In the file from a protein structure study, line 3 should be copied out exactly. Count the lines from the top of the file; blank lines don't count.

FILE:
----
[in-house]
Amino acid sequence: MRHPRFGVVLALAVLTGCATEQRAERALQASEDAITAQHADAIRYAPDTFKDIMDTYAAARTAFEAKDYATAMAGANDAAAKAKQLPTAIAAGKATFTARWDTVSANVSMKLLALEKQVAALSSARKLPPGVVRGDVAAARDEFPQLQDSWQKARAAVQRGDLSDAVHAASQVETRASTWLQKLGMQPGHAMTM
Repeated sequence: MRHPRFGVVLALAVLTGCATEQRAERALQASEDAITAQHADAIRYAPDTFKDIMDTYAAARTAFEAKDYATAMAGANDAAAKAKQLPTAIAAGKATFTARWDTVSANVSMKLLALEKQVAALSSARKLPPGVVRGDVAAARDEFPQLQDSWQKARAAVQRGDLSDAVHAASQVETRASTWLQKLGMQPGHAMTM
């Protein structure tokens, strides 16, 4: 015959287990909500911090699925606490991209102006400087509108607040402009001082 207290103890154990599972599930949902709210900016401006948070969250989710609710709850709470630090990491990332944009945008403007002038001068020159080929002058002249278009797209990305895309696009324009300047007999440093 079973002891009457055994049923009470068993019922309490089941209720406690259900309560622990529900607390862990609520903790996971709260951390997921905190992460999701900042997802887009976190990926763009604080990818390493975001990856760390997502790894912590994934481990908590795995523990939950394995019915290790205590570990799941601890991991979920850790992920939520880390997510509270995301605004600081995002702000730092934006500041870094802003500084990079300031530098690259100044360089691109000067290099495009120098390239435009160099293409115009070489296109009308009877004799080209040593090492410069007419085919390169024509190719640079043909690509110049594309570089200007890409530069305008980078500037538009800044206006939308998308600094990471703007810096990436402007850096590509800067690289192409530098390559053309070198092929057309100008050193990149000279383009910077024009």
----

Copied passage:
Repeated sequence: MRHPRFGVVLALAVLTGCATEQRAERALQASEDAITAQHADAIRYAPDTFKDIMDTYAAARTAFEAKDYATAMAGANDAAAKAKQLPTAIAAGKATFTARWDTVSANVSMKLLALEKQVAALSSARKLPPGVVRGDVAAARDEFPQLQDSWQKARAAVQRGDLSDAVHAASQVETRASTWLQKLGMQPGHAMTM